Recruiting is tough. It’s about finding the right talent with the correct mix of experiences while, at the same time, in tight competition with many other potential employers. As a recruiter, you have several candidates in the pipeline, and also, the candidates are putting pressure on you, hinting at “other offerings.” The stakes are high. The clock is ticking. And besides that – security is also emerging as a key consideration.
Why Talk About Secure Recruiting?
These days, the media is filled with reports on the increased risk of industrial espionage. Threat actors range from qualified competitors with the capacity to use insiders as channels for information, to state actors, definitely with the capacity to use insiders over long periods of time. Sometimes these drivers overlap. Innovation-intense businesses are often in the scope of both. An organization stacked with advanced know-how and intellectual property will probably be approached from both directions or jointly. If getting a hold of plans and knowledge is an interest for both foreign state powers and foreign industry, a joint effort to get an insider in place might well be worth the relatively low level of risk involved. Some countries use that same strategy.
Important Considerations for Recruiters
With insiders as a substantial real-life threat to business interests, there’s obviously a need to prevent it from happening. There are two fundamental ways for the threat to be executed. The insider could be planted in the organization, meaning they seek employment/contract intending to steal information while on someone else’s payroll. Or the insider could “emerge” during employment. In this case, there was never any intention to do wrong, but life circumstances, privately or at work, created stressors that, through a chain of events, made the individual shift loyalties over time and start working for somebody else.
These two possibilities must be observed during the recruitment process. It’s highly recommended to seek support from vetting professionals with knowledge and experience in this special type of behavioral assessment. But at the front line – before professional vetting is often initiated – stands the recruiter.
Secure Recruiting Advice
When you, as a recruiter or as a manager who is recruiting, consider a candidate for employment or contracting, it’s always a good idea to think through the following:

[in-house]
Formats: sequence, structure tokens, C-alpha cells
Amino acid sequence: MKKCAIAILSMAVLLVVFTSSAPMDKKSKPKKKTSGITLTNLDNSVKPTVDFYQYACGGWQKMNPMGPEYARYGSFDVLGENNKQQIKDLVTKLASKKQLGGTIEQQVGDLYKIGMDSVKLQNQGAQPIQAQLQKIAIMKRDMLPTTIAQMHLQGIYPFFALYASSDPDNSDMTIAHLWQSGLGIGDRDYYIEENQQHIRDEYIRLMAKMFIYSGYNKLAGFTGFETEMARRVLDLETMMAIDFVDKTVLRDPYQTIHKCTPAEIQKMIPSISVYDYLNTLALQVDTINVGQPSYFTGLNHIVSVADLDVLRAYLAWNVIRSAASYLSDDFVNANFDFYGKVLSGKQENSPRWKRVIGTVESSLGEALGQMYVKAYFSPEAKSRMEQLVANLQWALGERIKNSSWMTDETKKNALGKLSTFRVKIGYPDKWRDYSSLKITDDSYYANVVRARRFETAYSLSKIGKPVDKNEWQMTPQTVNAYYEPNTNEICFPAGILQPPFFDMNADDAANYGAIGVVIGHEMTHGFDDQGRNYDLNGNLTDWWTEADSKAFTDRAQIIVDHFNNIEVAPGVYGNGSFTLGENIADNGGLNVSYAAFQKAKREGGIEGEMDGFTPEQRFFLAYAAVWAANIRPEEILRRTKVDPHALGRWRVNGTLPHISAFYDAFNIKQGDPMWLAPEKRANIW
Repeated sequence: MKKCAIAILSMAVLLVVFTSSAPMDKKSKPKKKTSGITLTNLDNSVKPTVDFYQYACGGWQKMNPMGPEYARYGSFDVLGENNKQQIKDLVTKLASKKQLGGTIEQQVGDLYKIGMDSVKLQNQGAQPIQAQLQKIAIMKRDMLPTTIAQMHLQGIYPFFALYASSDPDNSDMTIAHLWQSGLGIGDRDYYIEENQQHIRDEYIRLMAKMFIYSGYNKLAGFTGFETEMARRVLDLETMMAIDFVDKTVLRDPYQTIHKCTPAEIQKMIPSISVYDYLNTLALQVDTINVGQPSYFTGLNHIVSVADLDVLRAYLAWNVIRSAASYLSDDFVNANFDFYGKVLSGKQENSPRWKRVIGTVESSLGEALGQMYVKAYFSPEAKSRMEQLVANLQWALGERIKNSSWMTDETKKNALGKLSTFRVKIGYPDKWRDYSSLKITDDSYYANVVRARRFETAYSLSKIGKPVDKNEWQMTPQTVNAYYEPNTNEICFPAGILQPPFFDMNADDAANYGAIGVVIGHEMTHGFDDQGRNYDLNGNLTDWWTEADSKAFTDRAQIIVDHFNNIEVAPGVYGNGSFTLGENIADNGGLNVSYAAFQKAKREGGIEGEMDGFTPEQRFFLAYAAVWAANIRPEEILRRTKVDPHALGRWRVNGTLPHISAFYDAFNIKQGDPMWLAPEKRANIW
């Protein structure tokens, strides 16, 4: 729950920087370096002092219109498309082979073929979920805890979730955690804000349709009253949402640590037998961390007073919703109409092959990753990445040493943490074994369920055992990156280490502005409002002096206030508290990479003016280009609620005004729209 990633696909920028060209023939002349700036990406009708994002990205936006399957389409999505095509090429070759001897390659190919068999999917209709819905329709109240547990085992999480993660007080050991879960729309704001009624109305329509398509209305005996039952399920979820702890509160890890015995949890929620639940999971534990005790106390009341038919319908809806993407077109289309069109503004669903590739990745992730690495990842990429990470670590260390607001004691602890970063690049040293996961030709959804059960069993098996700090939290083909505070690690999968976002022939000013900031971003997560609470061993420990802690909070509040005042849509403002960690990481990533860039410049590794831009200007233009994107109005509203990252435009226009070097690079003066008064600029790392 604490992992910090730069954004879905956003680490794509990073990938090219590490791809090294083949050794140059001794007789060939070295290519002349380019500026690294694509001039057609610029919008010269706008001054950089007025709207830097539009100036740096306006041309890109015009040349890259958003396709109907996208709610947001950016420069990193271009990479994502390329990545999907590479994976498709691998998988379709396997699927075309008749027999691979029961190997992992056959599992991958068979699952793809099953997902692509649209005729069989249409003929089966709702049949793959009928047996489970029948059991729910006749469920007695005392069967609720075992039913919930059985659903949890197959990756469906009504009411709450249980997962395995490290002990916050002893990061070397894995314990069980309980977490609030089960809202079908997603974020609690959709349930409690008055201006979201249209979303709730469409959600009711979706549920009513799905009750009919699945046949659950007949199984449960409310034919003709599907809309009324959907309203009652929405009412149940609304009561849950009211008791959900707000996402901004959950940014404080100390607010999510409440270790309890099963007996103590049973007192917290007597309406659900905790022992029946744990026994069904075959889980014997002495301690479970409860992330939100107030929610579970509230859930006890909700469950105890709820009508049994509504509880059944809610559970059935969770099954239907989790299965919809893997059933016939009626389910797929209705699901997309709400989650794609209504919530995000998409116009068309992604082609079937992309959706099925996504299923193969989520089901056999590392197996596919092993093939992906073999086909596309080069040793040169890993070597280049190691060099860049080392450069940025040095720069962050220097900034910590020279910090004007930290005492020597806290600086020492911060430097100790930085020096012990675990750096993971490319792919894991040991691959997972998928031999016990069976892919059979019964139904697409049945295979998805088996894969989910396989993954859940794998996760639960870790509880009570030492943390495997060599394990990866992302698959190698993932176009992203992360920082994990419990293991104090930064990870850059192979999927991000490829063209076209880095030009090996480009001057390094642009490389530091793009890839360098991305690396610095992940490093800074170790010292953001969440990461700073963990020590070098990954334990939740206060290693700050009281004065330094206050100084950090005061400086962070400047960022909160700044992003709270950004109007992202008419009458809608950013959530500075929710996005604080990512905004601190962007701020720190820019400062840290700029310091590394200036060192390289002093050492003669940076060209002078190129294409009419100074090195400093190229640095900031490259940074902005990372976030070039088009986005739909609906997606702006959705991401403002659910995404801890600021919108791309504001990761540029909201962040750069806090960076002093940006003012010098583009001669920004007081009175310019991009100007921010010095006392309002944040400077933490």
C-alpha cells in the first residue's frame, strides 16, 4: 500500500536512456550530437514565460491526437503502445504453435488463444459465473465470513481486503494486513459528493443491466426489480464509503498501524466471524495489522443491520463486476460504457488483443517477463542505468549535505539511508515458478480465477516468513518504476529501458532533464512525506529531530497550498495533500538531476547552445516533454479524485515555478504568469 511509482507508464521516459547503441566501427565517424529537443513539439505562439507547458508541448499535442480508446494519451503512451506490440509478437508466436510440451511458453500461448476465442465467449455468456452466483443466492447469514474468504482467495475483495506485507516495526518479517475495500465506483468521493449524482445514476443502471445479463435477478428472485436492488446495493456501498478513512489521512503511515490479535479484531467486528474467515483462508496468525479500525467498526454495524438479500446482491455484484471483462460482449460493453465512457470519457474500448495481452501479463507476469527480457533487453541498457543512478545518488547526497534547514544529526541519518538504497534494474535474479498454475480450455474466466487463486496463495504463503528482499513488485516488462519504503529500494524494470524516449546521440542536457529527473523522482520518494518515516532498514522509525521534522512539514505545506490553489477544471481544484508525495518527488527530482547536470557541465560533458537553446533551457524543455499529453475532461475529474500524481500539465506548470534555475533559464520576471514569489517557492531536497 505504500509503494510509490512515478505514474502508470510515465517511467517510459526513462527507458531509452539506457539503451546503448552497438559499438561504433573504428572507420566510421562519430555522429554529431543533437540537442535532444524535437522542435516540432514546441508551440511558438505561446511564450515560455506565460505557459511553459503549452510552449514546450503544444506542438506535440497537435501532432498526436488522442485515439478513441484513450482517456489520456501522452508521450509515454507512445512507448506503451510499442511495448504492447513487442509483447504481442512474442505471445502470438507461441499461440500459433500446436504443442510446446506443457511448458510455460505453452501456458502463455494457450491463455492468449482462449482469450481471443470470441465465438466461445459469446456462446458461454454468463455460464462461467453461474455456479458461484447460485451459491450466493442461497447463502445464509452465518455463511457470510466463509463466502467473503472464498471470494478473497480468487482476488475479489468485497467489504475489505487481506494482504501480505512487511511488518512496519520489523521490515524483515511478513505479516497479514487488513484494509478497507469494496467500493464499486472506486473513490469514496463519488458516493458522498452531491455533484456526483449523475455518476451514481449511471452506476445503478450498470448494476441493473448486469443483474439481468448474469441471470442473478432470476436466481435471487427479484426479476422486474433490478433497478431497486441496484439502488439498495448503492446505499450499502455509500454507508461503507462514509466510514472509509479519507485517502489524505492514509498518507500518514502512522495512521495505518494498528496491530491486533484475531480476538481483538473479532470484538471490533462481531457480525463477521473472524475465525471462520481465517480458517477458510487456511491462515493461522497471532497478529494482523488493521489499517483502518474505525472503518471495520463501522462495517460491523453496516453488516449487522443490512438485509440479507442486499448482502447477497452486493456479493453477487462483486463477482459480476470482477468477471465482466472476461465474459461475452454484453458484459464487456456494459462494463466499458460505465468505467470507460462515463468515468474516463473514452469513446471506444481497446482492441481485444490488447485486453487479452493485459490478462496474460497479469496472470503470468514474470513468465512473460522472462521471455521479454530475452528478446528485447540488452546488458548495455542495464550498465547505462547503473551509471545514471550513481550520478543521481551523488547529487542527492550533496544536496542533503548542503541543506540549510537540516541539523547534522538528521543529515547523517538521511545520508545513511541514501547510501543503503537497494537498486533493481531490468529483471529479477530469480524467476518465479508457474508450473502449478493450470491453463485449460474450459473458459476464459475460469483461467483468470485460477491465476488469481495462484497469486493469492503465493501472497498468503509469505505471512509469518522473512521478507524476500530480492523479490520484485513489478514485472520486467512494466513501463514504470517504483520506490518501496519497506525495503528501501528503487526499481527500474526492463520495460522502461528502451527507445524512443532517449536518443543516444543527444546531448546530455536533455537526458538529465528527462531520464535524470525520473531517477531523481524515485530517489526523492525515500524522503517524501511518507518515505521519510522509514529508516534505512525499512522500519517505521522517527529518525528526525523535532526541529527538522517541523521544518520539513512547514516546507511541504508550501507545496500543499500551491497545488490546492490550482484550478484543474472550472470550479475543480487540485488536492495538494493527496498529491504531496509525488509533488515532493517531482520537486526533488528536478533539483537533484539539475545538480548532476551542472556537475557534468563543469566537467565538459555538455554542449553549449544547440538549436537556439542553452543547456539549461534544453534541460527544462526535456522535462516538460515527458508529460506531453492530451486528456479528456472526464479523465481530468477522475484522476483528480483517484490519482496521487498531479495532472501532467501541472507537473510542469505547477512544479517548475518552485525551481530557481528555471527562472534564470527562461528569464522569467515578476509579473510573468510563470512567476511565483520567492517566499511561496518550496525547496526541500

- Has this candidate had any personal experience crossing the line regarding what’s tolerated or acceptable?
– This could indicate a similar behavior in a corresponding situation in the future, given the “right” circumstances...
- Is this candidate in a personal situation right now that might create risk at work, or are they on their way to that type of situation?
– This could create personal stressors that can affect judgment…
- How does this person’s “moral compass” generally work? Does their pattern of thinking create risk?
– Fundamental ways of thinking will not easily change over time…
A proper security vetting operation contains hundreds of aspects that should be investigated before an individual is considered for work that exposes vital company secrets. A first-line recruiter can provide substantial value by being aware of these aspects and considering them during early-stage interviews.
- The security situation around us is more intense than ever, and the risk of industrial espionage is increasing. We must prevent insiders from getting let in.
- Insiders might be planted as insiders already on someone else’s payroll or turn from loyal to disloyal because of life stressors. Both aspects can be predicted and prevented by professional security vetting.
- First-line recruiters can come a long way in assessing this threat in their line of work by considering the above aspects during early-stage recruiting interviews.